Lean Thinking

Written by Published in Agile

Faster, Better, Cheaper. That's the way agile is usually sold. Faster delivery, with better quality and lower cost. That's the pitch I hear over and over from people trying to get organisations on board with agile. It's an attractive pitch too. Who wouldn't want something faster, better and cheaper? The only problem with the pitch is that it's not really true. Not initially anyway. Agility will eventually get an organisation delivering faster, better and cheaper but, at least initially, it will be slower and more expensive (it will usually be better quality though). It may well stay slower and more expensive for a long time if the organisation has to overcome a lot of legacy (not just code but culture and processes as well).

So when the organisation goes to measure its new agile initiative and finds that it's not getting what it was sold, questions get asked. And well they should. The first is usually "Why?", to which the standard answer is "cultural change is hard....", the next is usually "When?", to which the answer is usually a shrug and some more about how hard cultural change is. This is often the point where the senior leaders that were really keen on agile, suddenly stop being keen on agile and organisational support vanishes. Given the length of time it takes a big organisation to get to faster, better, cheaper with agile, we really do ourselves no favours by using that as our selling point. What we need is something we can have an immediate (or at least relatively quick) impact on, that is also going to have a positive impact on the business. Fortunately it exists - risk. Agility should be sold as a means of reducing risk.

Written by Published in Agile

This post is the result of a conversation I had the other day, over a few after-work beers with Andrew Knevitt. He deserves a large part of the credit (and/or blame) for this for starting the ball rolling. Andrew was bemoaning the amount of legacy he had to deal with and I immediately started talking about code and automated testing. This wasn't what Andrew was referring to though. He was working mostly with business process and was referring to the problem of legacy business process. We all know the problems of legacy code - hard to maintain, fragile, lots of manual testing required. Legacy business processes have similar problems - clumsy, fragile, constantly out of date, lots of manual work required, and so on.

We both agreed that legacy process was a problem but neither of us could come up with a good explanation of what made a business process legacy. It's more than age - some old processes work really well but some brand new ones are out of date as soon as the ink is dry. So what makes a business process legacy? During the course of the discussion, I trotted out one of the more common definitions of legacy code - legacy code is any code written without automated tests. That was when the lightbulb went on for both of us. Legacy business process is any business process without a built-in feedback loop. But not just any feedback loop. A 2 yearly process review cycle isn't enough. It has to be fast feedback.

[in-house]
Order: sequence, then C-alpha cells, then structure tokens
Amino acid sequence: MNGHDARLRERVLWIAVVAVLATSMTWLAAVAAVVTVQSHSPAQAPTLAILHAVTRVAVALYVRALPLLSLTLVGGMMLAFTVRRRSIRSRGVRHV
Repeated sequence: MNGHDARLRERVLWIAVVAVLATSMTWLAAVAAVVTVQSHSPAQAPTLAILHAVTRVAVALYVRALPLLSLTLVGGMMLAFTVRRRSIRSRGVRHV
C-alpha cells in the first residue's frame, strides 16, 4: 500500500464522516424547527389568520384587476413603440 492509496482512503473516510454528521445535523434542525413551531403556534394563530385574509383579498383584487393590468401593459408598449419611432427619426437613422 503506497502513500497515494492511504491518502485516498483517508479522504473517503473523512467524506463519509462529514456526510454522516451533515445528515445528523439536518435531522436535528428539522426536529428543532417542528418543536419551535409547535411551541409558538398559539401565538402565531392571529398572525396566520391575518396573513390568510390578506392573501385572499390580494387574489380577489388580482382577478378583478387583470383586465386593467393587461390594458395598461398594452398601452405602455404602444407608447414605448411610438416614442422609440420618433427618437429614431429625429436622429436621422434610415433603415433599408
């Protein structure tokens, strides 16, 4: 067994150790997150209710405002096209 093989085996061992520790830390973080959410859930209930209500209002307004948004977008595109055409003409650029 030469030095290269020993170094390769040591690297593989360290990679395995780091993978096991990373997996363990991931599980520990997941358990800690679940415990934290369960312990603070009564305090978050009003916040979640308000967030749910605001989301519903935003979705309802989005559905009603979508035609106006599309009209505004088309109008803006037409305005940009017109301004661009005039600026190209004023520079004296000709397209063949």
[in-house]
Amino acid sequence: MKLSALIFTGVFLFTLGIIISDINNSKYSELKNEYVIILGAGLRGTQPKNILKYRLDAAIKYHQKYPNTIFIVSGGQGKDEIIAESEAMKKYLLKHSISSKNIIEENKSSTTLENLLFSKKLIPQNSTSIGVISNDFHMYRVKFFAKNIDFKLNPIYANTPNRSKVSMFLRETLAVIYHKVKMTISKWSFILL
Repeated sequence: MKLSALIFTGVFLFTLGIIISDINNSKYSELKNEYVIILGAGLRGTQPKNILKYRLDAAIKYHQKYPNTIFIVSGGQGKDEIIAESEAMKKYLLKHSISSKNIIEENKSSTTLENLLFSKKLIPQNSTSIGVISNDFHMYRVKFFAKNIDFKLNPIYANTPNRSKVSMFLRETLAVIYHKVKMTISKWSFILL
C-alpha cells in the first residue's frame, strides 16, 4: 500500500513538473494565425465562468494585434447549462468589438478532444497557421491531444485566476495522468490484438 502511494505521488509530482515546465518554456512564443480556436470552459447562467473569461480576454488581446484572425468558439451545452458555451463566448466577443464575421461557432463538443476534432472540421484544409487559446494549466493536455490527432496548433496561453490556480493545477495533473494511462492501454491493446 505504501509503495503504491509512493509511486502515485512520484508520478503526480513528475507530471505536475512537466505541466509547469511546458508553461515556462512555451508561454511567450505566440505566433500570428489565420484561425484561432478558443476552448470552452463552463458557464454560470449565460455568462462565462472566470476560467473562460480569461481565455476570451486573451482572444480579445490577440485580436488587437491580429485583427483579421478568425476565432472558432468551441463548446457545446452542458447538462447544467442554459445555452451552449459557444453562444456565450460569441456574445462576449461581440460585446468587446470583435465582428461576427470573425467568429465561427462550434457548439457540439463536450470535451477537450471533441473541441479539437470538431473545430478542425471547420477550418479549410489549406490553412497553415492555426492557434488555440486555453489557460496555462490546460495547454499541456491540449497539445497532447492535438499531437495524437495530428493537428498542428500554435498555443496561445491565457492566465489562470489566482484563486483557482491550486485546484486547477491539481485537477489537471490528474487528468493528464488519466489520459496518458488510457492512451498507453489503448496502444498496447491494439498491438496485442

Written by Published in Lean

So last time I talked about large companies and some of the reasons why they make sub-optimal decisions. Not bad decisions, but ones that aren't as good as they could be. The main reason for sub-optimisation was centralisation of decision making and the main reason for centralisation was the need for control. In particular the control on spending money. With no central control of funding, anyone could spend a bunch of company money and the company would soon be broke.

If decentralised decisions are more optimal because the person making them has more information than someone further from the coal face, but centralisation is required for spend control, what are large companies to do? Are they doomed to make sub-optimal decisions forever? Fortunately, no. There are ways of maintaining centralised control of spend while allowing decentralised decision making about where to spend money. There are, in fact, many ways to do this and we will look at one of them now. I'm calling it outcome based funding; I'm sure the financial folks have a fancy, official name for it, but outcome based funding will do for now.

Written by Published in Lean

Everyone who has ever worked for a large company knows that they make really silly decisions. Completely illogical decisions. Decisions so monumentally ridiculous that you wonder how the company actually manages to survive as a going concern, let alone turn a profit. It's seemingly obvious to everyone in the organisation, except the senior executives who are making the decisions. Good projects aren't funded, bad ones are. Good teams or departments are restructured but poorly performing ones aren't. Opportunities are lost. How do they continue to make money with all these bad decisions? And why do smart executives continue to make them?

The answer of course is that big companies very seldom make truly bad decisions. What they make are a lot of very sub-optimal decisions. Decisions made are seldom illogical, there is a lot of reasoning that goes into them. Unfortunately, that logic and reasoning is based on very poor information. The decisions they make are good enough to stay in business and continue to make significant amounts of money. They just aren't the best decisions possible. The real question isn't "how can companies still make money while making poor decisions" but "how much more money could they make if they made better decisions". Looking at the reasons why companies make sub-optimal decisions can point us to ways to make better ones.

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